Gatsby - the window is not defined error, what and how to fix it?

Gatsby - the window is not defined error, what and how to fix it?

Gatsby is one of the most popular Static Site Generators available to create pre-built markups for Jamstack apps. It is a React-based framework that offers a plethora of plug-in ecosystems to make life comfortable for the developer community. I have been using Gatsby for a couple of years now, and my experience is very good with it except for a few glitches.

We will talk about one such glitch that I have faced and luckily found reasonable solutions for it. I hope you find it useful.

What is the 'window not defined' error?

You can run a Gatsby-based application in two different environments,

  • gatsby develop: A development environment enabled with hot-reloading. In this environment, all browser-specific APIs like localstorage, or the globals like window, document, etc., will work well.
  • gatsby build: It is the environment to build the application to produce deployable artifacts. You can even run the app locally from the deployable artifacts using the gatsby serve command. Unlike the development environment, the build environment is based on nodejs.

    The nodejs environment doesn't have the browser-globals like window, document, etc. Hence if the source code has a reference to them, you are more likely to get a build failure with the error, window is not defined.


Please note: You may also face this error when you use a client-side library(maybe, an npm) that contains a reference to window, document, etc.

How to fix the 'window not defined' error?

There are multiple ways to fix/ignore this error. You may want to use the one most suitable for you.

Check if window is defined

You can check if the browser-global object window is defined and based on it, execute the related code block.

const isBrowser = typeof window !== "undefined"

The variable isBrowser helps you to determine if the window object is available in the environment. Let's use it to check and call a method to get an item from the browser's local storage.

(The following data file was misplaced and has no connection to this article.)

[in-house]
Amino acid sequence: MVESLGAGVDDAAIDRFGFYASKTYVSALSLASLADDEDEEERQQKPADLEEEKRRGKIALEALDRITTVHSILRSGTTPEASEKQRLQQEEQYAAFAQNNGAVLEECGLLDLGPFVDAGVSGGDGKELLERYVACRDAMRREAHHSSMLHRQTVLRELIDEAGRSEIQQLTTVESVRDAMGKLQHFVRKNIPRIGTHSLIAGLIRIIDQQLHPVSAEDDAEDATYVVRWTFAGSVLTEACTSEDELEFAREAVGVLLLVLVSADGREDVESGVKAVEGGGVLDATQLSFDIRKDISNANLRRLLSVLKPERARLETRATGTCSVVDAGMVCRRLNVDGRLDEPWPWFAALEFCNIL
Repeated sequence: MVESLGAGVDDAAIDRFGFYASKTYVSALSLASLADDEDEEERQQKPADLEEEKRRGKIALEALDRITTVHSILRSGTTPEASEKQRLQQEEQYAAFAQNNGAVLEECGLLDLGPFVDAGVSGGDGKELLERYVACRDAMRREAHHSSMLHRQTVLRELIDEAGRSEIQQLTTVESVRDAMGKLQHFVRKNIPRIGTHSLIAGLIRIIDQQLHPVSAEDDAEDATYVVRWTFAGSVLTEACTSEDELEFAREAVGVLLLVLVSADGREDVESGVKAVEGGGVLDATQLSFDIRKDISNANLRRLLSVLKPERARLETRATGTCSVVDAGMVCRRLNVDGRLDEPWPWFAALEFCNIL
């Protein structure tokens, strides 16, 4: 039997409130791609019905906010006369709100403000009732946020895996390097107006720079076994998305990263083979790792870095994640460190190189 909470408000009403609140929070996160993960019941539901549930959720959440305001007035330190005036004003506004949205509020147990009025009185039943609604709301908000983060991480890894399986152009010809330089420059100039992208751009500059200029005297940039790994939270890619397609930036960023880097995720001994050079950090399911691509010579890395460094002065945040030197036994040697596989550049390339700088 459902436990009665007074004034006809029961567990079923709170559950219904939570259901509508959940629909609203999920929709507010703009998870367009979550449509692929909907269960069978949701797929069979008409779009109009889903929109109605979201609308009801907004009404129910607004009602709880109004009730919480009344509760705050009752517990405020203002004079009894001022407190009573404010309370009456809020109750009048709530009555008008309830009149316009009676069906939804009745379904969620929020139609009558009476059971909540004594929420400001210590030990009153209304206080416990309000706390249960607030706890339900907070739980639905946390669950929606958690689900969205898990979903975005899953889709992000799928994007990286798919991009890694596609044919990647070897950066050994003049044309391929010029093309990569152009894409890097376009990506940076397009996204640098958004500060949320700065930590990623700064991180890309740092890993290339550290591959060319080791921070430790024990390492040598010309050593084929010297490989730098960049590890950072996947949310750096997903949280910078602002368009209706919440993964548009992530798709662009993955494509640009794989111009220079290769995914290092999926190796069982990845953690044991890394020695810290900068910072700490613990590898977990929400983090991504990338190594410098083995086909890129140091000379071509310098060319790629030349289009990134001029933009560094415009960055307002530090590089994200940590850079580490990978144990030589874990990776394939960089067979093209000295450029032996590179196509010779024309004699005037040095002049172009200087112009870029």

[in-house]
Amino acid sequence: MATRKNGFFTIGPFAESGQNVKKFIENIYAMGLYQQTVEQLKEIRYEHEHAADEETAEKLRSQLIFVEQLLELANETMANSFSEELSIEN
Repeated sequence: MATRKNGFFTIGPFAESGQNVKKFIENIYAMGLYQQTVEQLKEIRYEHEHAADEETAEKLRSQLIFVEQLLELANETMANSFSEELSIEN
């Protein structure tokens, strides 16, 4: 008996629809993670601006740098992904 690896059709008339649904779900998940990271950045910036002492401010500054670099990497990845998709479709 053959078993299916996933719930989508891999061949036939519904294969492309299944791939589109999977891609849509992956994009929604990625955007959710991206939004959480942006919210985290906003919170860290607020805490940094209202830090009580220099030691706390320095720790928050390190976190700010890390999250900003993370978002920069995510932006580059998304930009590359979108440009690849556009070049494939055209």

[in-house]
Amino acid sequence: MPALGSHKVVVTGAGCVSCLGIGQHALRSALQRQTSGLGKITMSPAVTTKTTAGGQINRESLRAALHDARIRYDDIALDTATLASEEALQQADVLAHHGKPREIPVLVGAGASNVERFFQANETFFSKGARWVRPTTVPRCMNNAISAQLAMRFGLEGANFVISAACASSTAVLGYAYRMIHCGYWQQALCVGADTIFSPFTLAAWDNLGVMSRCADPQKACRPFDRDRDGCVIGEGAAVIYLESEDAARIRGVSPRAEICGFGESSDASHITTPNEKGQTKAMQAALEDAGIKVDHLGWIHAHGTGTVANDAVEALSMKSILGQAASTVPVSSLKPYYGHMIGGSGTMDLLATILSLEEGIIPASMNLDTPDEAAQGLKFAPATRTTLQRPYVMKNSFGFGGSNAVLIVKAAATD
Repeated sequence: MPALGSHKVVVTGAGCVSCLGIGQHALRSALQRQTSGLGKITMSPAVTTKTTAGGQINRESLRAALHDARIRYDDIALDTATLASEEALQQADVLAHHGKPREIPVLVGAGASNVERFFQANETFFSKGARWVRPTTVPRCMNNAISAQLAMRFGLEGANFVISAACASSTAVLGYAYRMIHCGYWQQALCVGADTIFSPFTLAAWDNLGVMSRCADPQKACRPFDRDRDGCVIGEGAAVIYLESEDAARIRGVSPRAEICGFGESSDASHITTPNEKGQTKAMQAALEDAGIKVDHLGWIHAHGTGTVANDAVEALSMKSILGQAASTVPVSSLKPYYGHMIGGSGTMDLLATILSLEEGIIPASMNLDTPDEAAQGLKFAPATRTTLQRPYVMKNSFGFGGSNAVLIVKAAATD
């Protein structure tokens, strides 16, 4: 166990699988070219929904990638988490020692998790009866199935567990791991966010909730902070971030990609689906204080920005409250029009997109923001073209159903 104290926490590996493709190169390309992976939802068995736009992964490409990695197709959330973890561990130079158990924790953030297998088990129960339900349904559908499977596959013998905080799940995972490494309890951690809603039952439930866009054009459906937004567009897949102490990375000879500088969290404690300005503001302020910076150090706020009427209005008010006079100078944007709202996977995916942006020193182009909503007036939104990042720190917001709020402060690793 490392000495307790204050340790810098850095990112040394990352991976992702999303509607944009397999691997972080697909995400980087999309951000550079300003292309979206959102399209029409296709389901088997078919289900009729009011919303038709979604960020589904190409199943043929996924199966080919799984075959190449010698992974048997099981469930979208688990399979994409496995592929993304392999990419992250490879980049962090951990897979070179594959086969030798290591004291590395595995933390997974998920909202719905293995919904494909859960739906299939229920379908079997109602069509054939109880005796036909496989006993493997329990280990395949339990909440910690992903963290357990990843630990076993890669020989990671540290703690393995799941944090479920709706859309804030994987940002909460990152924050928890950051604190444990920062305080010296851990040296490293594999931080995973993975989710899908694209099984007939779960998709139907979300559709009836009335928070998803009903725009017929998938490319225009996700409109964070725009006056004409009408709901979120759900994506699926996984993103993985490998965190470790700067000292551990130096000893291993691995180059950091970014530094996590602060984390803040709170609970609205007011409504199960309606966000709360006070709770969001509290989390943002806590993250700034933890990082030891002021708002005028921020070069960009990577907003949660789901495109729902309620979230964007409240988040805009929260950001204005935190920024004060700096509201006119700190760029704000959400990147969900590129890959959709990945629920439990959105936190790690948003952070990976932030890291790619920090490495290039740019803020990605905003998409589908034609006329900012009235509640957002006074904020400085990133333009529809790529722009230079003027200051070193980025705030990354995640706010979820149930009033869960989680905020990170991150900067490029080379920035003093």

export const isAuthenticated = () => {
  if (!isBrowser) {

  return window.localstorage.getItem("isLoggedIn") === "true"

You can also consider writing it as a simple util function like,

// utils.js

export const isBrowser = () => typeof window !== "undefined"

and then use it elsewhere,

import { isBrowser } from './utils'; 

if (!isBrowser) {

// ... other code

Using useEffect hook or componentDidMount method

Gatsby is a React-based framework. If the problematic code is in the component's render function, move that code into a useEffect hook or a componentDidMount lifecycle method. It will ensure the code doesn’t run unless it’s in the browser.

Handling at the Configuration level

You can also fix/ignore this error at the configuration level. This solution is more apt for the third-party modules/libraries/npms depending on the window object. You can customize your webpack configuration to replace these modules with a dummy module during server rendering.

To do that, open the gatsby-node.js file and add this at the end of the file,

exports.onCreateWebpackConfig = ({ stage, loaders, actions }) => {
  if (stage === "build-html") {
      module: {
        rules: [
            test: /offending-module/,
            use: loaders.null(),

The word offending-module has to be replaced with the actual module name. For example, if you are using auth0 with Gatsby, you can mention the module name as auth0-js in the above configuration. Using Webpack’s null loader, we will effectively ignore auth0-js during the build.

I hope you find the article useful. If you enjoyed this article or found it helpful, let's connect. You can find me on Twitter(@tapasadhikary) sharing thoughts, tips, and code practices. You may also like,

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